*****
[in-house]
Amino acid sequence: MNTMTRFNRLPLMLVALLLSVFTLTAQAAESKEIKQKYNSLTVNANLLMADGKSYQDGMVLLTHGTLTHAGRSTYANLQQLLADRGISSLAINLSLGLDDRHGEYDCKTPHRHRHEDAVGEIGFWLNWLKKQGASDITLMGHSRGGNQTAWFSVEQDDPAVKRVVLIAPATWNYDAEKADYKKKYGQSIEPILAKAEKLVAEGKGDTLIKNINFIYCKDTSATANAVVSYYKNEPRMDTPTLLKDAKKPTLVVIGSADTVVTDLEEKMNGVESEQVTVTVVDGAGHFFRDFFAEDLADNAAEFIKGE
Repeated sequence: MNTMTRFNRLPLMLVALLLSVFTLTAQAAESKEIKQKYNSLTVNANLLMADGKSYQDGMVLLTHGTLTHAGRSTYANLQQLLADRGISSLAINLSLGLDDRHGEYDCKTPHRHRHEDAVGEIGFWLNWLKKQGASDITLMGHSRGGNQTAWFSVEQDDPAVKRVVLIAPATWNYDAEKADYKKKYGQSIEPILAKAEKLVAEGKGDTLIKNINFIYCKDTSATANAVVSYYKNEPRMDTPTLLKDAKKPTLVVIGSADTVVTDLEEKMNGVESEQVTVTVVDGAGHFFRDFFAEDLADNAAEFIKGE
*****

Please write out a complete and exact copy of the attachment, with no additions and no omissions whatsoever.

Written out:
[in-house]
Amino acid sequence: MNTMTRFNRLPLMLVALLLSVFTLTAQAAESKEIKQKYNSLTVNANLLMADGKSYQDGMVLLTHGTLTHAGRSTYANLQQLLADRGISSLAINLSLGLDDRHGEYDCKTPHRHRHEDAVGEIGFWLNWLKKQGASDITLMGHSRGGNQTAWFSVEQDDPAVKRVVLIAPATWNYDAEKADYKKKYGQSIEPILAKAEKLVAEGKGDTLIKNINFIYCKDTSATANAVVSYYKNEPRMDTPTLLKDAKKPTLVVIGSADTVVTDLEEKMNGVESEQVTVTVVDGAGHFFRDFFAEDLADNAAEFIKGE
Repeated sequence: MNTMTRFNRLPLMLVALLLSVFTLTAQAAESKEIKQKYNSLTVNANLLMADGKSYQDGMVLLTHGTLTHAGRSTYANLQQLLADRGISSLAINLSLGLDDRHGEYDCKTPHRHRHEDAVGEIGFWLNWLKKQGASDITLMGHSRGGNQTAWFSVEQDDPAVKRVVLIAPATWNYDAEKADYKKKYGQSIEPILAKAEKLVAEGKGDTLIKNINFIYCKDTSATANAVVSYYKNEPRMDTPTLLKDAKKPTLVVIGSADTVVTDLEEKMNGVESEQVTVTVVDGAGHFFRDFFAEDLADNAAEFIKGE